Last summer the Congress passed and the president signed the Consumer Product Safety Commission Improvement Act which set a strong lead limit and banned the use of plastic softeners called phthalates in toys and other products designed for children and sold after Feb. 10, 2009. Phthalates are endocrine disruptors and hormone mimics. They have been linked to birth defects, early puberty in girls, deformities of the reproductive tract in male infants, and cancer. Did that solve the problem? Apparently not. The Consumer Product Safety Commission's legal council has decided to reinterpret the intent of the Act to allow retailers to continue selling toxic toys until their back stock is sold, which may be long after Feb. 10. Greed apparently trumps health. 

Allowing greed to endanger these precious children is a violation of moral principles, common decency, and good sense. The CPSC should be called back to its mission to protect consumers. Christmas should not be an occasion for a child to receive a present that may permanently damage health. 

Joe Magruder 




Editors, Daily Planet: 

By the time Barack Hussein Obama is sworn into office he will have had 11 weeks to get his personnel in place, just barely enough time to assemble several hundred skilled people into a ship tight and sufficiently seaworthy to stay afloat and on course in a sea of troubles. The storms raging at home and abroad were created by eight years of incompetence, greed, neglect and insolence. The accumulated virulence, however, is unprecedented and so the new president’s ability to calm the seas will necessarily be an experimental endeavor.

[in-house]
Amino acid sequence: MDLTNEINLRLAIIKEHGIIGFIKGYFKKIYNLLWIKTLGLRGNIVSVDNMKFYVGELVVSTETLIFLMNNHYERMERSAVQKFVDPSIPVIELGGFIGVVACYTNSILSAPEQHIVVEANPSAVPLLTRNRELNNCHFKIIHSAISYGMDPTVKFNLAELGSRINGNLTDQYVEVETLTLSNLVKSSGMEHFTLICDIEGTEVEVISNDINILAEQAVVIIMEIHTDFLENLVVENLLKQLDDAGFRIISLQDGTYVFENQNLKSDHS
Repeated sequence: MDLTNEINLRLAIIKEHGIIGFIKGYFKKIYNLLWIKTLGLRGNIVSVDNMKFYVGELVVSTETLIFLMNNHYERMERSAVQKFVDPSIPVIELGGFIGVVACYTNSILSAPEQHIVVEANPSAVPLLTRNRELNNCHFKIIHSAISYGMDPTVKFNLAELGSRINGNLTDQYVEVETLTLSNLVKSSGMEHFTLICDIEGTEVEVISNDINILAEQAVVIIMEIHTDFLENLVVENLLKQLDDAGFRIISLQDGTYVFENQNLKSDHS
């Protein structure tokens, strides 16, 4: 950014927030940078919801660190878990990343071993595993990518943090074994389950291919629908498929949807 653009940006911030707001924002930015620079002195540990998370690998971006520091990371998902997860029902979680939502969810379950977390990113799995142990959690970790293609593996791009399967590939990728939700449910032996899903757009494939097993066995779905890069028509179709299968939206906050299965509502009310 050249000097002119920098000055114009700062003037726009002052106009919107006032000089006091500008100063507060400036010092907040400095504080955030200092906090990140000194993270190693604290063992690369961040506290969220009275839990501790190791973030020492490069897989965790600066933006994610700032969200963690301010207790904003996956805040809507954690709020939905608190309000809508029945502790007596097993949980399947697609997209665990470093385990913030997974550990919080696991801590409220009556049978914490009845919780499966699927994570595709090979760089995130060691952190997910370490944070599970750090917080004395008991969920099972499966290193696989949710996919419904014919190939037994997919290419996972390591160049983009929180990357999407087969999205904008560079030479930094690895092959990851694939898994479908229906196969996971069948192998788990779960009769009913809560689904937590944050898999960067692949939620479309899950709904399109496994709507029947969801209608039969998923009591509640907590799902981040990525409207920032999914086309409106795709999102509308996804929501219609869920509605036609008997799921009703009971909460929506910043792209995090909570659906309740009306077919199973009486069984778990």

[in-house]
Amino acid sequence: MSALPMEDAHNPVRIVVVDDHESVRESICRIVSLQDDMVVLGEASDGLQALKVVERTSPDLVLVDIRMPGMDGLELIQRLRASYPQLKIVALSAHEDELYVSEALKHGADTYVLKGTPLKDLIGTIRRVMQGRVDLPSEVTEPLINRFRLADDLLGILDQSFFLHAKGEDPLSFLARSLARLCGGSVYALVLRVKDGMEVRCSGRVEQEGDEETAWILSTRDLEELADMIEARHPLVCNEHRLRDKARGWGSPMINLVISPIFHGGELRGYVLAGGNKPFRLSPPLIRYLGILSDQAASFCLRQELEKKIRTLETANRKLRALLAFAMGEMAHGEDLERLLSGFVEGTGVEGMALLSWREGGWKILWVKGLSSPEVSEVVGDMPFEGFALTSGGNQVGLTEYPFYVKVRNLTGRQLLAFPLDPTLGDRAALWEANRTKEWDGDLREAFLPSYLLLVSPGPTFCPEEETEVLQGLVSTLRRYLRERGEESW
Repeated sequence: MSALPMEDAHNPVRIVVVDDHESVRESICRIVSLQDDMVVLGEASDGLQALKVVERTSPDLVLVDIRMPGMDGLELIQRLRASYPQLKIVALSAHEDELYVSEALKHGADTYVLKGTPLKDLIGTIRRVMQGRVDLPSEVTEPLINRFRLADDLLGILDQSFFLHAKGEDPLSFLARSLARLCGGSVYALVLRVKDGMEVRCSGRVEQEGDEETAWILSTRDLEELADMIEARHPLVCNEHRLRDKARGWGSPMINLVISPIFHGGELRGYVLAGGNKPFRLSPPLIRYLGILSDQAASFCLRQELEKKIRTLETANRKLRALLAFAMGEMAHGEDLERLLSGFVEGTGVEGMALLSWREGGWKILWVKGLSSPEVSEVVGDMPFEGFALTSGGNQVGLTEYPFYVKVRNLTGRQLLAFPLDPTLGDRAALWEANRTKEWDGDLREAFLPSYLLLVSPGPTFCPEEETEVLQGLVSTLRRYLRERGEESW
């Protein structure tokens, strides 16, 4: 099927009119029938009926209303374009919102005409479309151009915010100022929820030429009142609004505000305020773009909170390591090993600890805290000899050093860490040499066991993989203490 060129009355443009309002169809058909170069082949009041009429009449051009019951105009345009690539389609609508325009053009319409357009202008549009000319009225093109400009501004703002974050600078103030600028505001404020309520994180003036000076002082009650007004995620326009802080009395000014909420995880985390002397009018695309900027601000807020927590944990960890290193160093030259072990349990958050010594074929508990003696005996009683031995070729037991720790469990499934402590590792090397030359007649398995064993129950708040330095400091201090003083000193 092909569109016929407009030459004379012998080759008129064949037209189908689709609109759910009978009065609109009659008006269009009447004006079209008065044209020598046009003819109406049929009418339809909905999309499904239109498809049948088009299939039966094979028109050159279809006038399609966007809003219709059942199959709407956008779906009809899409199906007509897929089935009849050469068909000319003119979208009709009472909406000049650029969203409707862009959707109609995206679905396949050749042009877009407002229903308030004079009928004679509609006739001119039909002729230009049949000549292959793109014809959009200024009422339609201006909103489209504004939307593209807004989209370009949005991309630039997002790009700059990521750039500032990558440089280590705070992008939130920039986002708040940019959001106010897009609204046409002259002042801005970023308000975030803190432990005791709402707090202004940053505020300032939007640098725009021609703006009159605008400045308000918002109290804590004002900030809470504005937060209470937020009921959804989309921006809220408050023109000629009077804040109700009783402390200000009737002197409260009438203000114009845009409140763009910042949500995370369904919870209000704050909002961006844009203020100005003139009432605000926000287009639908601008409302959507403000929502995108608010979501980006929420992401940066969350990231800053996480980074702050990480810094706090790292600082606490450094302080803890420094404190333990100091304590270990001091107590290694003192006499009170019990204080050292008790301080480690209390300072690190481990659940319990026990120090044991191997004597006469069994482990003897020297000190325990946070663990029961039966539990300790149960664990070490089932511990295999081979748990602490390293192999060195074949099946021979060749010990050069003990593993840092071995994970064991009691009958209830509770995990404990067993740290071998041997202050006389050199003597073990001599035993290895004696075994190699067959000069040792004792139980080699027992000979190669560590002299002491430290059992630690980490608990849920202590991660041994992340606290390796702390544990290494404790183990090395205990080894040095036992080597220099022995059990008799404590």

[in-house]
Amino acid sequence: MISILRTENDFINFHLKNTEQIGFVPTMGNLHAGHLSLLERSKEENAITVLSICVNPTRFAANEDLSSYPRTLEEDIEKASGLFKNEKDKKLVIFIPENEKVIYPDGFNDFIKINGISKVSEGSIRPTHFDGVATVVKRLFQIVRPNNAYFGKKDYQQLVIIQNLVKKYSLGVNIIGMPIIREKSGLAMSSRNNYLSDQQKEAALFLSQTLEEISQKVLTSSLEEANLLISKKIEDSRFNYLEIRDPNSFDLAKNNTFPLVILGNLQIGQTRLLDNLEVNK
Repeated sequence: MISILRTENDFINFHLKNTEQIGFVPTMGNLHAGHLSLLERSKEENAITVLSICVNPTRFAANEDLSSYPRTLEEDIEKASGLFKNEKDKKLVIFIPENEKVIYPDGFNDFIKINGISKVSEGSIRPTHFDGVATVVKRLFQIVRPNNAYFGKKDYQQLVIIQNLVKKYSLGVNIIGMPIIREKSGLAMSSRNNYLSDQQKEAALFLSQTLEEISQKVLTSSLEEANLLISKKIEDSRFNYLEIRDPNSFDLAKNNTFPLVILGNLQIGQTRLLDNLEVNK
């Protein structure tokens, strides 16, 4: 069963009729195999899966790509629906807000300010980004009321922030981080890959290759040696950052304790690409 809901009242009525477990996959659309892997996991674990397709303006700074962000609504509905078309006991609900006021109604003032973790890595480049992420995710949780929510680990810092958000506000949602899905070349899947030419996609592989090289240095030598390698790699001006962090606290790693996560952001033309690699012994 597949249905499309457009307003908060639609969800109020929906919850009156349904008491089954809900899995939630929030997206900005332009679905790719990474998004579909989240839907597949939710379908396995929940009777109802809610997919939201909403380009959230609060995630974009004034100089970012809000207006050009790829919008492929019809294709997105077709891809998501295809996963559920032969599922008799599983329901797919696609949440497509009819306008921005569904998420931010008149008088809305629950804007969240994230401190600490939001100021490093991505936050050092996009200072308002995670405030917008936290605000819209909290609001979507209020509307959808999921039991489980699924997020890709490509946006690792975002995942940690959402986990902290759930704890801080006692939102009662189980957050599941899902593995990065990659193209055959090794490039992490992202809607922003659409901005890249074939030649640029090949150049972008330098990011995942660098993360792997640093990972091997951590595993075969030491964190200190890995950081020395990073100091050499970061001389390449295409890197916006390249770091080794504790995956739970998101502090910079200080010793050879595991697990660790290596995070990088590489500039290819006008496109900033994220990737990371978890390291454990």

Meanwhile, everyone who can talk or write, including those in the punditry and in academia, has advice: put this person in the wheelhouse, avoid this guy, be careful not to steer here or to run with the wind, too fast or too slow, be bold, be circumspect, etc., etc. 

When the jubilant inaugural celebration ends we can be sure of one thing: the 44th presidency will set out on an “enterprise of great pitch and moment…” What we do not know is whether the course he takes is the one we hoped for when we voted for him.'' 

Marvin Chachere 

San Pablo 




Editors, Daily Planet: 

In an age where humans are increasingly disconnected from the natural environment, it is more pressing than ever to protect what remains of America’s pristine forest areas under the Roadless Conservation Rule. It is important to remember that although most of us carry out our daily lives in urban concrete jungles, a vast and rugged wilderness is part of a truly unique American cultural heritage. The Roadless areas Conservation Rule was passed by the U.S. Forest Service in 2001 in order to protect that last remaining areas of our national forest system that are truly “wild”—those areas that are completely free from road building and logging. This area makes up approximately 58.5 million acres of national forest, and is home to 1,600 threatened or endangered plant and animal species. Unfortunately, in the following 8 years the Bush administration has done all it could to rollback the protection offered by the rule. This has been compounded by the efforts of big business, particularly the mining and lumber industries, which have filed 9 lawsuits against the rule. With the new Obama administration we now have a fresh opportunity to make sure this important legislation is respected and upheld, but we as ordinary citizens have the responsibility to let those in power know that this issue is important to us.